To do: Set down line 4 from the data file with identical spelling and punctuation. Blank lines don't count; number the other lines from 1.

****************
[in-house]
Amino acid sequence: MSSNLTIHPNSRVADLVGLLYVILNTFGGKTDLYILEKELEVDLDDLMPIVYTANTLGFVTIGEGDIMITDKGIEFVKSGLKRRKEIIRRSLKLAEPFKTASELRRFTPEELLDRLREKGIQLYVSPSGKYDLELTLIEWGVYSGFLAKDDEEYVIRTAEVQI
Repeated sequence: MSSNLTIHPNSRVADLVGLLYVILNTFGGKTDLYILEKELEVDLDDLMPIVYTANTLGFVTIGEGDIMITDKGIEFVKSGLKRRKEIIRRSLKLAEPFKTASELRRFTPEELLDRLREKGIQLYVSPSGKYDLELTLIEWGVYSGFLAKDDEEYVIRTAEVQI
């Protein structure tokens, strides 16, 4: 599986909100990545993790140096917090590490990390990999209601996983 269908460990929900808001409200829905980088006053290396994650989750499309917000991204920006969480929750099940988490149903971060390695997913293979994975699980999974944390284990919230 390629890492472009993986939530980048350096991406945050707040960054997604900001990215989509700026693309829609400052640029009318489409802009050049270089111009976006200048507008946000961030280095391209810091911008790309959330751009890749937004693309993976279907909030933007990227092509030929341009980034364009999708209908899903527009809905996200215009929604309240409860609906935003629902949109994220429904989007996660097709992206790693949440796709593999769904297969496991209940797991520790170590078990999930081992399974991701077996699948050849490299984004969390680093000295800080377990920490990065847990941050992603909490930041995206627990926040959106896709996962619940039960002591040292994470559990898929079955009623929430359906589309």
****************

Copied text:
């Protein structure tokens, strides 16, 4: 599986909100990545993790140096917090590490990390990999209601996983 269908460990929900808001409200829905980088006053290396994650989750499309917000991204920006969480929750099940988490149903971060390695997913293979994975699980999974944390284990919230 390629890492472009993986939530980048350096991406945050707040960054997604900001990215989509700026693309829609400052640029009318489409802009050049270089111009976006200048507008946000961030280095391209810091911008790309959330751009890749937004693309993976279907909030933007990227092509030929341009980034364009999708209908899903527009809905996200215009929604309240409860609906935003629902949109994220429904989007996660097709992206790693949440796709593999769904297969496991209940797991520790170590078990999930081992399974991701077996699948050849490299984004969390680093000295800080377990920490990065847990941050992603909490930041995206627990926040959106896709996962619940039960002591040292994470559990898929079955009623929430359906589309």